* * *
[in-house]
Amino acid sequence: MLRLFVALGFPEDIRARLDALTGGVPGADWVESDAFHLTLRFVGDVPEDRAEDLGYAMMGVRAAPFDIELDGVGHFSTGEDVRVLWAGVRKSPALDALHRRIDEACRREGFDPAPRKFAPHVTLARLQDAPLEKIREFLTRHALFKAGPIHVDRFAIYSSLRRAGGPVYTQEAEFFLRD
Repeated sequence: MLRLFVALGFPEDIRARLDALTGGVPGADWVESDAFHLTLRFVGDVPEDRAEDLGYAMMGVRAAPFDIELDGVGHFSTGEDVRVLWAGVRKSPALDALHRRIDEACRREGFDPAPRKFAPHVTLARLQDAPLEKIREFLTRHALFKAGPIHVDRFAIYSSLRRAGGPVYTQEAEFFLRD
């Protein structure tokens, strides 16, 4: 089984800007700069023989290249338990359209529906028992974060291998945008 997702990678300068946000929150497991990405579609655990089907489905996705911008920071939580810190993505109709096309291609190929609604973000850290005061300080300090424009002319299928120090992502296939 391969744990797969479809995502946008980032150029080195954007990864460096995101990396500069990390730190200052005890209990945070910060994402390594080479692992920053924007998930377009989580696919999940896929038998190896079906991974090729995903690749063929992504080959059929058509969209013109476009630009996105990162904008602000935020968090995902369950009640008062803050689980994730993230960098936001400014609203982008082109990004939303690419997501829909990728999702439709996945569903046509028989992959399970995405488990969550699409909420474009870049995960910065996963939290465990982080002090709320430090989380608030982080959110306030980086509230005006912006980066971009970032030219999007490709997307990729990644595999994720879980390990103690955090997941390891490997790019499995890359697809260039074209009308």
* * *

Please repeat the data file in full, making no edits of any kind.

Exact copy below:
[in-house]
Amino acid sequence: MLRLFVALGFPEDIRARLDALTGGVPGADWVESDAFHLTLRFVGDVPEDRAEDLGYAMMGVRAAPFDIELDGVGHFSTGEDVRVLWAGVRKSPALDALHRRIDEACRREGFDPAPRKFAPHVTLARLQDAPLEKIREFLTRHALFKAGPIHVDRFAIYSSLRRAGGPVYTQEAEFFLRD
Repeated sequence: MLRLFVALGFPEDIRARLDALTGGVPGADWVESDAFHLTLRFVGDVPEDRAEDLGYAMMGVRAAPFDIELDGVGHFSTGEDVRVLWAGVRKSPALDALHRRIDEACRREGFDPAPRKFAPHVTLARLQDAPLEKIREFLTRHALFKAGPIHVDRFAIYSSLRRAGGPVYTQEAEFFLRD
């Protein structure tokens, strides 16, 4: 089984800007700069023989290249338990359209529906028992974060291998945008 997702990678300068946000929150497991990405579609655990089907489905996705911008920071939580810190993505109709096309291609190929609604973000850290005061300080300090424009002319299928120090992502296939 391969744990797969479809995502946008980032150029080195954007990864460096995101990396500069990390730190200052005890209990945070910060994402390594080479692992920053924007998930377009989580696919999940896929038998190896079906991974090729995903690749063929992504080959059929058509969209013109476009630009996105990162904008602000935020968090995902369950009640008062803050689980994730993230960098936001400014609203982008082109990004939303690419997501829909990728999702439709996945569903046509028989992959399970995405488990969550699409909420474009870049995960910065996963939290465990982080002090709320430090989380608030982080959110306030980086509230005006912006980066971009970032030219999007490709997307990729990644595999994720879980390990103690955090997941390891490997790019499995890359697809260039074209009308």